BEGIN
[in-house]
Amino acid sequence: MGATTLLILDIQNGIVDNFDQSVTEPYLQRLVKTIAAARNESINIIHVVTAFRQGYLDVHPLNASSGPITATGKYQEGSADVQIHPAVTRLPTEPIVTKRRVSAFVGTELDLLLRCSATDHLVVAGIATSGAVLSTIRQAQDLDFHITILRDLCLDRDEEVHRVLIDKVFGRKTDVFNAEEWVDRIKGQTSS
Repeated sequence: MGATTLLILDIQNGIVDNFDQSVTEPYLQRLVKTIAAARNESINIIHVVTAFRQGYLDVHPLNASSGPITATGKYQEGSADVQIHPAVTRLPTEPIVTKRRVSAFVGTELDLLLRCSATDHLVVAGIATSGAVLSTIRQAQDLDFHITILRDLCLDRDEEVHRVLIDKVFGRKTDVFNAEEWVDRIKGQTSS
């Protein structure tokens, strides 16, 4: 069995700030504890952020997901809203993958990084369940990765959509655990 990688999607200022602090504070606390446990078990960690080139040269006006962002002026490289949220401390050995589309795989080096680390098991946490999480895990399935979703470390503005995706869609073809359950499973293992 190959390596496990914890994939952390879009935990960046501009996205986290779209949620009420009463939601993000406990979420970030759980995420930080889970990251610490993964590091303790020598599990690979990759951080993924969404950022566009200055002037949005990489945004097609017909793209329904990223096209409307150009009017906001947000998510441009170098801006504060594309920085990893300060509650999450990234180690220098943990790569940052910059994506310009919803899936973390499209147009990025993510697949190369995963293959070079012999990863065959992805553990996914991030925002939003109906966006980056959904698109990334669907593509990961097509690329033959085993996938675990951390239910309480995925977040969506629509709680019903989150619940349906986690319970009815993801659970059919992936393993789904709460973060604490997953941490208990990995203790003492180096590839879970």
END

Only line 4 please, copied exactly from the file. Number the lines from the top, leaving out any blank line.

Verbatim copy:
């Protein structure tokens, strides 16, 4: 069995700030504890952020997901809203993958990084369940990765959509655990 990688999607200022602090504070606390446990078990960690080139040269006006962002002026490289949220401390050995589309795989080096680390098991946490999480895990399935979703470390503005995706869609073809359950499973293992 190959390596496990914890994939952390879009935990960046501009996205986290779209949620009420009463939601993000406990979420970030759980995420930080889970990251610490993964590091303790020598599990690979990759951080993924969404950022566009200055002037949005990489945004097609017909793209329904990223096209409307150009009017906001947000998510441009170098801006504060594309920085990893300060509650999450990234180690220098943990790569940052910059994506310009919803899936973390499209147009990025993510697949190369995963293959070079012999990863065959992805553990996914991030925002939003109906966006980056959904698109990334669907593509990961097509690329033959085993996938675990951390239910309480995925977040969506629509709680019903989150619940349906986690319970009815993801659970059919992936393993789904709460973060604490997953941490208990990995203790003492180096590839879970």